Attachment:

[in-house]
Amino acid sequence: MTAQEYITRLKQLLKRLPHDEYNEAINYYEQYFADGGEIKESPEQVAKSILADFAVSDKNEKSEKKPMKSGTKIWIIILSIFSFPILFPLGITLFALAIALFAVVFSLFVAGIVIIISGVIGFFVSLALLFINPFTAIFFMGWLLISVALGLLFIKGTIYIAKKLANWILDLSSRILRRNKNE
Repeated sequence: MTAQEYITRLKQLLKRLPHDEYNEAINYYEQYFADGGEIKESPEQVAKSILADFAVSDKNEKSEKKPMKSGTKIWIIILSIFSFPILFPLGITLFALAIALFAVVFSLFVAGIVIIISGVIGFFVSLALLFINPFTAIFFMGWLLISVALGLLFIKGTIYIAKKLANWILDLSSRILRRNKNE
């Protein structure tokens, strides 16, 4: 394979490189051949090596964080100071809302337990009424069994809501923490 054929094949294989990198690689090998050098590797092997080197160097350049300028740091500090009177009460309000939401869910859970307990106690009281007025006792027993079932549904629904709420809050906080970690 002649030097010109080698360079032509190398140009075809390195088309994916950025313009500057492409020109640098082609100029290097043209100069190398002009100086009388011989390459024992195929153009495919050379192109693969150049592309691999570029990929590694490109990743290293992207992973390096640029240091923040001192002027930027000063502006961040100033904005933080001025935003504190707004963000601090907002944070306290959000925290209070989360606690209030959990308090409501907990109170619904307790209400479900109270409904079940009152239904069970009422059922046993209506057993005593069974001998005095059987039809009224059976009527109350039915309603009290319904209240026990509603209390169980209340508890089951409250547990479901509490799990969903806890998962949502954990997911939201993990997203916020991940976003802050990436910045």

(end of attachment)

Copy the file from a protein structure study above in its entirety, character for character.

[in-house]
Amino acid sequence: MTAQEYITRLKQLLKRLPHDEYNEAINYYEQYFADGGEIKESPEQVAKSILADFAVSDKNEKSEKKPMKSGTKIWIIILSIFSFPILFPLGITLFALAIALFAVVFSLFVAGIVIIISGVIGFFVSLALLFINPFTAIFFMGWLLISVALGLLFIKGTIYIAKKLANWILDLSSRILRRNKNE
Repeated sequence: MTAQEYITRLKQLLKRLPHDEYNEAINYYEQYFADGGEIKESPEQVAKSILADFAVSDKNEKSEKKPMKSGTKIWIIILSIFSFPILFPLGITLFALAIALFAVVFSLFVAGIVIIISGVIGFFVSLALLFINPFTAIFFMGWLLISVALGLLFIKGTIYIAKKLANWILDLSSRILRRNKNE
């Protein structure tokens, strides 16, 4: 394979490189051949090596964080100071809302337990009424069994809501923490 054929094949294989990198690689090998050098590797092997080197160097350049300028740091500090009177009460309000939401869910859970307990106690009281007025006792027993079932549904629904709420809050906080970690 002649030097010109080698360079032509190398140009075809390195088309994916950025313009500057492409020109640098082609100029290097043209100069190398002009100086009388011989390459024992195929153009495919050379192109693969150049592309691999570029990929590694490109990743290293992207992973390096640029240091923040001192002027930027000063502006961040100033904005933080001025935003504190707004963000601090907002944070306290959000925290209070989360606690209030959990308090409501907990109170619904307790209400479900109270409904079940009152239904069970009422059922046993209506057993005593069974001998005095059987039809009224059976009527109350039915309603009290319904209240026990509603209390169980209340508890089951409250547990479901509490799990969903806890998962949502954990997911939201993990997203916020991940976003802050990436910045």